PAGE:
7) Be Time Sensitive
If you are going to confront your boss, you should be time sensitive. What does that mean? It’s simple: pick a good time to talk to them. Don’t grab them when they’re rushing off somewhere, because they won’t give you the time you need. Don’t bring it up when the two of you are angry with one another. The best thing to do is to bring it up at a scheduled time, so tell your boss you’d like to chat with them as soon as possible. Talking either formally or informally could work.
8) Don’t Downplay Your Experience
Not everybody likes to complain. Some people could make a living from it, but the vast majority of us don’t like to make a fuss. So even when you do make a complaint, it might be tempting to add “…But it wasn’t as bad as it sounds!” That’s a fatal error. Your boss, their boss, and HR all want the problem to go away. Not only that, but they want it to go away by any means necessary. If you make it clear that the problem isn’t much of a problem at all, they’ll take that as their jumping off point to dismiss everything you say. Be your own best friend and back yourself up.
9) Don’t Involve Others
You also have to be very careful not to involve other people in your accusations. Let’s say that you’re complaining about something that happened at the office Christmas party. Now, there almost certainly would have been witnesses to your boss’ bad behavior.
But it’s not always a good idea to involve other people in your story as there are no few real friends in the workplace. If you tell HR “Oh, and ABC and XYZ were there, and they saw everything!” then you’re setting yourself up for a fall. What if they don’t want to get involved? Suddenly your story isn’t so convincing. Rely on your own account instead, especially the records you kept.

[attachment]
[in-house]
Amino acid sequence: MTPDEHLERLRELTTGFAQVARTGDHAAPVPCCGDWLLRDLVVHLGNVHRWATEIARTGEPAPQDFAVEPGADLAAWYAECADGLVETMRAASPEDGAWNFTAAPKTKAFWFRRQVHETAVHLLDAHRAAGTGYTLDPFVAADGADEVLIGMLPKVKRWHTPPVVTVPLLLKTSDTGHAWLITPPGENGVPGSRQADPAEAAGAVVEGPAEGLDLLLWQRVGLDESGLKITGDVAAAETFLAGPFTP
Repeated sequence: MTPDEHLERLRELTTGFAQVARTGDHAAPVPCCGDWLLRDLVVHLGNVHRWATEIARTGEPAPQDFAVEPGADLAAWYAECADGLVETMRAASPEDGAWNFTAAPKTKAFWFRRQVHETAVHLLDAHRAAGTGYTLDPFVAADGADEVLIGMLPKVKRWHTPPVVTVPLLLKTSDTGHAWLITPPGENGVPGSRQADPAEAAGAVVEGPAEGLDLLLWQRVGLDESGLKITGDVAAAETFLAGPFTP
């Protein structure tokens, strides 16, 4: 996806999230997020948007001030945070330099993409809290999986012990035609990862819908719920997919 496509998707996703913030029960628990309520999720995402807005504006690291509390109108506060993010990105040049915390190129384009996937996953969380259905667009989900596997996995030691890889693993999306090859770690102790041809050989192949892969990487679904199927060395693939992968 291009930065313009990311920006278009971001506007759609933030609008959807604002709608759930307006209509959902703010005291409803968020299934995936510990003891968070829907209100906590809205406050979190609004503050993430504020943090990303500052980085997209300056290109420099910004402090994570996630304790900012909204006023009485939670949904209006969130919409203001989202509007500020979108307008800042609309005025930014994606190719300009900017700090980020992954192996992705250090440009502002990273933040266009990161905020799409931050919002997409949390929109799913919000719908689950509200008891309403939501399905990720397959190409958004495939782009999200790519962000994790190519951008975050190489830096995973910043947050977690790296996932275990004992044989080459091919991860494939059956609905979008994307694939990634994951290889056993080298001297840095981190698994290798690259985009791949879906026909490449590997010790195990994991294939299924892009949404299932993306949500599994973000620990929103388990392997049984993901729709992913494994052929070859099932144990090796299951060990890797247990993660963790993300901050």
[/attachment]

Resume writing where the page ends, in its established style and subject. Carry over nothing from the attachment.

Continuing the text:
So, it’s crunch time: time to confront your boss. Where do you start? The first thing you should do, no matter what your situation is, is to start making a record of your boss’ unfair actions. There’s no point going in all-guns-blazing. If you start proceedings now, all you have is your word against theirs. You have to start with a record.
Once you have your record, the choice is yours. If your boss’ behavior improved, you could choose to keep your record and leave off. If not, you now have the option to press forward. You can either move forward internally or externally. But the question is whether or not you believe it’s worth it to you.
Consider the following points:
- Do you have the time to pursue the case, either internally or externally?
- If the case isn’t successful, do you have a Plan B? Are you happy to keep working where you are?
- If you couldn’t stand staying, do you have other options elsewhere?
- Do you think that the unfair behavior is worth disciplinary proceeding, or is the problem minor?
- Do you think there’s a good chance of success if you take proceedings forward?
If you can tick each of these boxes, then go for it. If not, it might be best to consider other options like working elsewhere. Either way, there’s nothing to be gained by resting on your laurels. Taking action is your only option, but what that action is, is up to you.